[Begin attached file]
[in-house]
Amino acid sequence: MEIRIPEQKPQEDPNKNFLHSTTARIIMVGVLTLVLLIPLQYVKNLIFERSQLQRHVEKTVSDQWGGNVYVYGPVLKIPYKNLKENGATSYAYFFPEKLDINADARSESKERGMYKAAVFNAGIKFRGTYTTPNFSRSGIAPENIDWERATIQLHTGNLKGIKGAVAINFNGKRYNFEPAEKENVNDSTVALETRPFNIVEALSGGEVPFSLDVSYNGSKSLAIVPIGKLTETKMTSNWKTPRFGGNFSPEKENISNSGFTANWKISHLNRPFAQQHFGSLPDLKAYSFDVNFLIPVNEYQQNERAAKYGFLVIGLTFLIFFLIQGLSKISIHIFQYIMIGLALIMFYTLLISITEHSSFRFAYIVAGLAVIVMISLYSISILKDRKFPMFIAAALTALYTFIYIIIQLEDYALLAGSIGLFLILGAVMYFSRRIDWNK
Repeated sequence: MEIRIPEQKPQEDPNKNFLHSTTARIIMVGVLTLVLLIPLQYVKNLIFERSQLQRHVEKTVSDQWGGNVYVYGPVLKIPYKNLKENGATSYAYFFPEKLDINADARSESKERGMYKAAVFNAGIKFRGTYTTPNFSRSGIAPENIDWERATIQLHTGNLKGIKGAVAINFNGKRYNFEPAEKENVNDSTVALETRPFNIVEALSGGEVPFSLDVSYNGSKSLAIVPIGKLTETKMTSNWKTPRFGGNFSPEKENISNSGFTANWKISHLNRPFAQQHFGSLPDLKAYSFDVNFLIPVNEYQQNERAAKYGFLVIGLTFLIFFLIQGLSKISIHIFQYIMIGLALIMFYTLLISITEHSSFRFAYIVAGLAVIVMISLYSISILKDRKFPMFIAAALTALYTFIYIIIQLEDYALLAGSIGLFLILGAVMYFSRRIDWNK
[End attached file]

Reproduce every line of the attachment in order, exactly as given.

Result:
[in-house]
Amino acid sequence: MEIRIPEQKPQEDPNKNFLHSTTARIIMVGVLTLVLLIPLQYVKNLIFERSQLQRHVEKTVSDQWGGNVYVYGPVLKIPYKNLKENGATSYAYFFPEKLDINADARSESKERGMYKAAVFNAGIKFRGTYTTPNFSRSGIAPENIDWERATIQLHTGNLKGIKGAVAINFNGKRYNFEPAEKENVNDSTVALETRPFNIVEALSGGEVPFSLDVSYNGSKSLAIVPIGKLTETKMTSNWKTPRFGGNFSPEKENISNSGFTANWKISHLNRPFAQQHFGSLPDLKAYSFDVNFLIPVNEYQQNERAAKYGFLVIGLTFLIFFLIQGLSKISIHIFQYIMIGLALIMFYTLLISITEHSSFRFAYIVAGLAVIVMISLYSISILKDRKFPMFIAAALTALYTFIYIIIQLEDYALLAGSIGLFLILGAVMYFSRRIDWNK
Repeated sequence: MEIRIPEQKPQEDPNKNFLHSTTARIIMVGVLTLVLLIPLQYVKNLIFERSQLQRHVEKTVSDQWGGNVYVYGPVLKIPYKNLKENGATSYAYFFPEKLDINADARSESKERGMYKAAVFNAGIKFRGTYTTPNFSRSGIAPENIDWERATIQLHTGNLKGIKGAVAINFNGKRYNFEPAEKENVNDSTVALETRPFNIVEALSGGEVPFSLDVSYNGSKSLAIVPIGKLTETKMTSNWKTPRFGGNFSPEKENISNSGFTANWKISHLNRPFAQQHFGSLPDLKAYSFDVNFLIPVNEYQQNERAAKYGFLVIGLTFLIFFLIQGLSKISIHIFQYIMIGLALIMFYTLLISITEHSSFRFAYIVAGLAVIVMISLYSISILKDRKFPMFIAAALTALYTFIYIIIQLEDYALLAGSIGLFLILGAVMYFSRRIDWNK